What is it costing you not to upgrade?

What is it costing you not to upgrade?

When making a business case to refresh a fleet of desktops or laptops, one number is easy to calculate: the cost of the new hardware. But, as with an iceberg, it’s the numbers under the surface that are more significant. Those hidden costs of pushing a fleet beyond its natural end-of-life increase exponentially.

Some of these costs can be hard to quantify, but they’re very real — like the cost of security breaches.

The unpredictable cost of a security breach

It might be possible to estimate the cost of cleaning up a network after a security breach. But costs like reputational damage after losing customers’ private information or credit card details come in a less predictable range — from bad to business-killing.

Research from Techaisle found that four-year-old PCs suffered 53 percent more security breaches. With cyber attacks going nowhere but through the roof, the numbers will be going in the same direction.

Deteriorating performance — software

The work involved in upgrading old computers is the greatest of the hidden costs. A five-year-old PC is estimated to cost twice as much to maintain as a new one.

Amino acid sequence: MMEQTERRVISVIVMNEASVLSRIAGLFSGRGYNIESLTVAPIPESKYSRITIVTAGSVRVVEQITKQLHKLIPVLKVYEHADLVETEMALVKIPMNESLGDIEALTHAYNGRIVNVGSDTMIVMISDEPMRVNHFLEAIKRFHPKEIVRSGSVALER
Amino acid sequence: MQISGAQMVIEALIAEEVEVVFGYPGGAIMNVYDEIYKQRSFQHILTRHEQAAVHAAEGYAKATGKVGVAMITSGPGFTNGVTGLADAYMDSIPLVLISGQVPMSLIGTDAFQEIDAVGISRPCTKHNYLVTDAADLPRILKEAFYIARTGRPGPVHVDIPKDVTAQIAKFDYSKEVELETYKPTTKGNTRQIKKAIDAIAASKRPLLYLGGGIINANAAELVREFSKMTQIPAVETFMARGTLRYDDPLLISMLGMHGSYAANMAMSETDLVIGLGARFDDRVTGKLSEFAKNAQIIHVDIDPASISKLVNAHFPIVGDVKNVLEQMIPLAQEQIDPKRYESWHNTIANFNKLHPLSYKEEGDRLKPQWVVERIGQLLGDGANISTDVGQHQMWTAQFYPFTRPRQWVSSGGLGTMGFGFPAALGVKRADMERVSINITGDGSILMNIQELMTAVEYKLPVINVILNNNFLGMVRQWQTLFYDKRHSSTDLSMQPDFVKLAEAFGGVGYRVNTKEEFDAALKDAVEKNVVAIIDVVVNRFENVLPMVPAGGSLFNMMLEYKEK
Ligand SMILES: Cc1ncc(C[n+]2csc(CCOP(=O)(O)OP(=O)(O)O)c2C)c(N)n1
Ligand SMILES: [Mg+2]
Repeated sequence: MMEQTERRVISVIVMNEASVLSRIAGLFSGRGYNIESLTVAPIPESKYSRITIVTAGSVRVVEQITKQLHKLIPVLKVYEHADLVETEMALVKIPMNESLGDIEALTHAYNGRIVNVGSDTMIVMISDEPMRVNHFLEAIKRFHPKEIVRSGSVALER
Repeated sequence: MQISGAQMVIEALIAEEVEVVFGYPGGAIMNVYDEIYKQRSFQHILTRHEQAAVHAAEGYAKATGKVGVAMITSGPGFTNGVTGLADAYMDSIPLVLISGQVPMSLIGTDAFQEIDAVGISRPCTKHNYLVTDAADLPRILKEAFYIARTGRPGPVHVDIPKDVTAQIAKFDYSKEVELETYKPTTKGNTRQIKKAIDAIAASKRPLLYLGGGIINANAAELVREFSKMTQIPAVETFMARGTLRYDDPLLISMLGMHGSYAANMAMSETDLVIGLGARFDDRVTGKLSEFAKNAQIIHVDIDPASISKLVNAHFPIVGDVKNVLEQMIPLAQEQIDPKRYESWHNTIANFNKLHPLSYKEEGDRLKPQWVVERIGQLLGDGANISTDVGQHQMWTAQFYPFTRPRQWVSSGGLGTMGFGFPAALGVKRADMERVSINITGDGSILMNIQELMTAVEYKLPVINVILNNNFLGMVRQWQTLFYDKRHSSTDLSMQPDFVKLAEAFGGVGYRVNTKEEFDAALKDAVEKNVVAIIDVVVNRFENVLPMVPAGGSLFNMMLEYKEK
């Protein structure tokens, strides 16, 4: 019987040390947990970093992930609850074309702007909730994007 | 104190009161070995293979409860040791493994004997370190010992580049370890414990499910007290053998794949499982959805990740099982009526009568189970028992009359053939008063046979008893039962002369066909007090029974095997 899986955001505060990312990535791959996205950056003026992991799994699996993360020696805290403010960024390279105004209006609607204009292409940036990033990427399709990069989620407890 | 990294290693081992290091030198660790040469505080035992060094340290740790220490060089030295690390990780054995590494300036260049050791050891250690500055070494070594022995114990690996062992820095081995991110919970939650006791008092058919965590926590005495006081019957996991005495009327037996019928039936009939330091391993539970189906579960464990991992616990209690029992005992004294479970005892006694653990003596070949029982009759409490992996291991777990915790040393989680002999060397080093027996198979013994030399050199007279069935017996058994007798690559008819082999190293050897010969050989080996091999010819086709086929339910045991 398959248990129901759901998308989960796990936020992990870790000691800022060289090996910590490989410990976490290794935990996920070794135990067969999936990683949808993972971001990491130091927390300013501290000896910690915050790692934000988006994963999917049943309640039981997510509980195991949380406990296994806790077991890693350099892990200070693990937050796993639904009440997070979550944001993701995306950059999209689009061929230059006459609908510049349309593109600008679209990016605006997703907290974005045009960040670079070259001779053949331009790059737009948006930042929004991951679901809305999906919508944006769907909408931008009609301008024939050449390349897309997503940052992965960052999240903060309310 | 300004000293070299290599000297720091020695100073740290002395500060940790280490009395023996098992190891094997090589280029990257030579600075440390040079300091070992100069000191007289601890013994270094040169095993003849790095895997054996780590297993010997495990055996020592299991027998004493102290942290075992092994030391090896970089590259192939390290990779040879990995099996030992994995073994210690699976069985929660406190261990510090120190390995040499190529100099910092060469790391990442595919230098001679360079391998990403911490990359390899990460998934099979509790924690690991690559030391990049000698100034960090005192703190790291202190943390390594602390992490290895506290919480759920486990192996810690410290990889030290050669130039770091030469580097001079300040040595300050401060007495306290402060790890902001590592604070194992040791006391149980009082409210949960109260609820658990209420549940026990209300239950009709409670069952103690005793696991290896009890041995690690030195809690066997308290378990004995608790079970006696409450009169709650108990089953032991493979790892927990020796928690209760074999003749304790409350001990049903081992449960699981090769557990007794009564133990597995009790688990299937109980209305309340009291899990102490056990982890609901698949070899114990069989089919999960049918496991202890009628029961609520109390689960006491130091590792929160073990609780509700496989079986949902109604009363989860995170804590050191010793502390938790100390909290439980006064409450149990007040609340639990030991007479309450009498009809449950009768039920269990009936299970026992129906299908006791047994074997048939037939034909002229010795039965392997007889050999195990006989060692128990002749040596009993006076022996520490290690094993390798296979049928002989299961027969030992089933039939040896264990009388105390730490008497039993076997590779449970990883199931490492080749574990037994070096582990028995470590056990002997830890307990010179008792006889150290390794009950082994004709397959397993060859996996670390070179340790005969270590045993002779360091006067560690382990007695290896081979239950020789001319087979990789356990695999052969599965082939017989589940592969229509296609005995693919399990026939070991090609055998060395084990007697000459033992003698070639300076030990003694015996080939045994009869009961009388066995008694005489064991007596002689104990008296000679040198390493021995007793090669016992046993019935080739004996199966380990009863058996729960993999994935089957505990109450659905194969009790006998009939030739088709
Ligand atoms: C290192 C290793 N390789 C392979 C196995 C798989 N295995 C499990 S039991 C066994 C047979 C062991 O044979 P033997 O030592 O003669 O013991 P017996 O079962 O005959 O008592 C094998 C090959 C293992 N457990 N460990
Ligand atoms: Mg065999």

For a start, old computers have a higher failure rate when you’re rolling out updates. That leads to time-consuming and expensive manual resolution.

It’s ironic that old computers respond worse to new software because they’re definitely more used to receiving it. First, there are the inevitable patches, which could be required anywhere from three to five times a month. They all add to the complexity of maintenance. Add to that the accumulation over time of unauthorized or non-standard applications that impair performance and often interfere with corporate applications.

Deteriorating performance — hardware

Fixing software problems takes time, which costs money. Having to replace hardware to push out the life of an ageing machine adds insult to injury. Intel, for one, estimates that it might cost as much as $13,000 a year to maintain a fleet of 200 desktops over four years old.

Poor PC performance, poor staff performance

When a computer isn’t performing well, neither is the person operating it. A Techaisle study found workers lost more than one working week per year because of old PCs. This is the cost of the time out of service for maintenance, repairs, and security issues.

Wider costs

The leaps in technology are not always flashy. Your average employee won’t notice their computer quietly using less power, but the results will jump out of the electricity bill. Savings can range from thousands to tens of thousands or even hundreds of thousands a year depending on the size of the fleet.

Optimizing your refresh cycle makes for more productive employees, a healthier bottom line, and it’s good for the environment, too. That makes it worth taking the time to look at all the numbers.